Generations of women have complained about high-heeled shoes and the crushed toes and bunions they suffer for the sake of an extra inch or two. Now ground-breaking research has proved their sacrifice is not in vain.
When you’re looking for a woman to date, the list of qualities to consider can seem infinite.
There’s hair color. Skin tone. Style.
Every guy has his own preferences, and these influence whom he dates. But it’s particularly hard to ignore one asset — a woman’s height.
Height is often the first thing you notice about someone when you first meet. You’ll estimate a woman’s height as soon as you approach her.
You’ll notice it when you first make eye contact, you’ll be aware of it the first time you hold her hand, and you’ll certainly pay attention to it the first time you’re in bed together.
Whether you’re into tall women or petite ones, no type is universally superior. That said, it would be wrong to deny that individual guys have their own preferences.
While some dudes might not even include height when considering the qualities they desire in a woman, others put a great deal of emphasis on how their potential partners measure up (pun intended).
If a guy is short and insecure, he may compensate for his height by seeking out a shorter woman.
But if a guy is short and resourceful, he might pursue a taller woman. He might help a woman find her car in a crowded parking lot.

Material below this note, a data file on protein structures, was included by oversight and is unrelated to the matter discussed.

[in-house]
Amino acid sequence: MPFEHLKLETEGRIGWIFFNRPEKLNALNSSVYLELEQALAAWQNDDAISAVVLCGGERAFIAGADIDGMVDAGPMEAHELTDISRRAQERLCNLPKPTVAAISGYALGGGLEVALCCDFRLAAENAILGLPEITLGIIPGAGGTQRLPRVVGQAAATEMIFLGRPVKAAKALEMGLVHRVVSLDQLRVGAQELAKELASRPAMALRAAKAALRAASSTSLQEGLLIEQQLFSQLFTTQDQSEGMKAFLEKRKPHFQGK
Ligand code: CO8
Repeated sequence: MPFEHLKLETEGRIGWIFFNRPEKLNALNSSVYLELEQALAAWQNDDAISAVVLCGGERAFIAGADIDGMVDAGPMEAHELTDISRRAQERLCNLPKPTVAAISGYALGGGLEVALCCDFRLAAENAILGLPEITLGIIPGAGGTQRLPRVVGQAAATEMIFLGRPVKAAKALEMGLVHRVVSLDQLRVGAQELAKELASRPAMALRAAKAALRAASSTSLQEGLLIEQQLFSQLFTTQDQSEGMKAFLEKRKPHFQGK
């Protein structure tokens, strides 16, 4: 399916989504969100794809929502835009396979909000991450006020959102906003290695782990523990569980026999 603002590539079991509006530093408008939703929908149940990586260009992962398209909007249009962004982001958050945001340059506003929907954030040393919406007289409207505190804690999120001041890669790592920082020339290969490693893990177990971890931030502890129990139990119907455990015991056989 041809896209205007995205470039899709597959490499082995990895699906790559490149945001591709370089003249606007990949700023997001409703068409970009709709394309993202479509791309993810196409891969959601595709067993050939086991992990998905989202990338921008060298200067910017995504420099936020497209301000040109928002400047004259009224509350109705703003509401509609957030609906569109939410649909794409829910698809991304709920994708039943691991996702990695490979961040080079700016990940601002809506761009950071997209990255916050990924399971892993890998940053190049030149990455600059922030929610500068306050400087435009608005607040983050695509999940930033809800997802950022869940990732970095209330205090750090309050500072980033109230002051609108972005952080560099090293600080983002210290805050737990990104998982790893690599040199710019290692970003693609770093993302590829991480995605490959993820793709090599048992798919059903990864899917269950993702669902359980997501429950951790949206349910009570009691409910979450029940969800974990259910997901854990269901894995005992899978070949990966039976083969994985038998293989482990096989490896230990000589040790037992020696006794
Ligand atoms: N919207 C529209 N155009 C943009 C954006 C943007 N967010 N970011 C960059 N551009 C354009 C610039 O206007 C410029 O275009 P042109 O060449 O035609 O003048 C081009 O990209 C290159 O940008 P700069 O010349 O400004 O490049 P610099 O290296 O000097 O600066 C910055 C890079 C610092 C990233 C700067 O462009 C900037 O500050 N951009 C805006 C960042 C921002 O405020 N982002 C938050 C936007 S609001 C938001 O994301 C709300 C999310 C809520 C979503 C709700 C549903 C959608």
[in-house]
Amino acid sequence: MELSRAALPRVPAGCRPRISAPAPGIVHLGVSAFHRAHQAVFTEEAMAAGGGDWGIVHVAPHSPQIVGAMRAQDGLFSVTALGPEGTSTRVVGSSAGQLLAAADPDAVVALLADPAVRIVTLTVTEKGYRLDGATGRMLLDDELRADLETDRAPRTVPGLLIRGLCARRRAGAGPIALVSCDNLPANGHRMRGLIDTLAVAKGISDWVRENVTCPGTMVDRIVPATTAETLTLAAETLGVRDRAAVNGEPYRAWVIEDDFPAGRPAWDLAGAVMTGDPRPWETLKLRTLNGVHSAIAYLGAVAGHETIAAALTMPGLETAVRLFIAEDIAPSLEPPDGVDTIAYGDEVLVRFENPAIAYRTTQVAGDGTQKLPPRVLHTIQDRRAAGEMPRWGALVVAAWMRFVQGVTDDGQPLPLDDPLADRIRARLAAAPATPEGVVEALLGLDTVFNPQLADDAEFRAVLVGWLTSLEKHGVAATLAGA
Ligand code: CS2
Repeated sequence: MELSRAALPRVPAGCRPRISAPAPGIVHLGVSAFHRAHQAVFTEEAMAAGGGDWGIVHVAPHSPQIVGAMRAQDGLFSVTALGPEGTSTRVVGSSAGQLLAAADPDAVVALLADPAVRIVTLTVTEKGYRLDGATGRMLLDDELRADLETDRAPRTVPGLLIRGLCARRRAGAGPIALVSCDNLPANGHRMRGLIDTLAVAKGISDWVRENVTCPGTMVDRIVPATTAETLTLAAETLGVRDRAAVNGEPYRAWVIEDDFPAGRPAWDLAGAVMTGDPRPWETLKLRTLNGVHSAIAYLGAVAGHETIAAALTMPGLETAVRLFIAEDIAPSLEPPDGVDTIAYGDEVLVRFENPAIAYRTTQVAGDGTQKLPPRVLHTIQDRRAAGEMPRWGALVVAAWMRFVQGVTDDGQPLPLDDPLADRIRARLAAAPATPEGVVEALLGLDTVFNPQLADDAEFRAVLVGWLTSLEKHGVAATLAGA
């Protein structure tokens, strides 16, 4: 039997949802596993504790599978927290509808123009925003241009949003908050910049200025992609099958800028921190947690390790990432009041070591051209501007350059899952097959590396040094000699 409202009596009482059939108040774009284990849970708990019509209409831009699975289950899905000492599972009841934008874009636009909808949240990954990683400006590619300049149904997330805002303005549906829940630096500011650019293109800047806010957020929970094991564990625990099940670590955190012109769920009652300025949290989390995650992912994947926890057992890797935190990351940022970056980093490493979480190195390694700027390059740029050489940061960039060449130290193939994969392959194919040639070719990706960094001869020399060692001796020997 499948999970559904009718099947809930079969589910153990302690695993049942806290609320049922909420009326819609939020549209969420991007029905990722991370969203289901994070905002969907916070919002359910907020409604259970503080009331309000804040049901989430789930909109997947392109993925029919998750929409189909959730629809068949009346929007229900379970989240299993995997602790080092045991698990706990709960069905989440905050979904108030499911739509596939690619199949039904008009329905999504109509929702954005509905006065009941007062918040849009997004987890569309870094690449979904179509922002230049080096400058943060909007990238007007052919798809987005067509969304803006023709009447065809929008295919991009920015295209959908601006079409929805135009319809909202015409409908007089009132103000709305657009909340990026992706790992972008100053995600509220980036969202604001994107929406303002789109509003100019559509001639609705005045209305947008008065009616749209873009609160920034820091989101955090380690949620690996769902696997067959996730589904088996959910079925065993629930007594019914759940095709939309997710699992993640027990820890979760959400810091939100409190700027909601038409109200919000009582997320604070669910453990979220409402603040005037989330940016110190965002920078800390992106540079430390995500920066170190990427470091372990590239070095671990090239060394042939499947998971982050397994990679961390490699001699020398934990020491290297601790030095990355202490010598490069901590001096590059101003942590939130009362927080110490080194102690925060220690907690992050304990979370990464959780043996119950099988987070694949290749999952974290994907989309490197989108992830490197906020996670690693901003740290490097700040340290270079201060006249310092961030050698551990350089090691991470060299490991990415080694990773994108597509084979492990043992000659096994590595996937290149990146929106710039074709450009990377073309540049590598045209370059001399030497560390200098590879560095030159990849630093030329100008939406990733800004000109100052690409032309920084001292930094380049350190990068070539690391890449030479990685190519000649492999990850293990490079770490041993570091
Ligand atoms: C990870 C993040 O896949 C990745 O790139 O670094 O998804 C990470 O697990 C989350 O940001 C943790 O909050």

Maybe he’ll offer to reach for the top shelf at Whole Foods. OK, I was kidding there — but, point being, there are pros and cons to a man’s own height in seeking a partner.
If you were wondering why you’ve been singularly attracted to tall or short women in particular, science may reveal the deeper meaning behind your “type.” Here’s what the research has to say.
Choice A: Tall Women
There’s a reason why the world’s finest designers model tall women.
The fashion world sets up tall, slender women as the “ideal” type. In response, women around the world buy high-heeled shoes (and ignore the discomfort) in order to gain a few inches.
Tall women attract attention. When a group of women walk into a bar, most eyes turn immediately to the tallest one in the group — simply because she might be the first face they see.
And when men interact with tall women, as Roger Dobson explains for The Independent, the outcome is generally positive.
According to Dobson, “both men and women judge a tall female on first sight as more intelligent, assertive, independent and ambitious.”
Both men and women judge a tall female on first sight as more intelligent, assertive, independent and ambitious. For good measure, they are also judged richer and more successful, whatever the reality.
Psychologists at the universities of Liverpool and Central Lancashire have run the first scientific experiments to prove that “heightism” – which has always been associated with competition between men – colours our view of women’s talents too.
They found that when volunteers were shown digitally lengthened and shortened pictures of women, they made a series of instant judgments about their likely personalities, not all of them flattering. According to Dr Simon Chu, who led the research, it is “the first direct evidence that female height influences perception of their character”.
Tall women do not have things all their own way. The researchers also found that the male volunteers judged small women to be more nurturing and likely to be better mothers.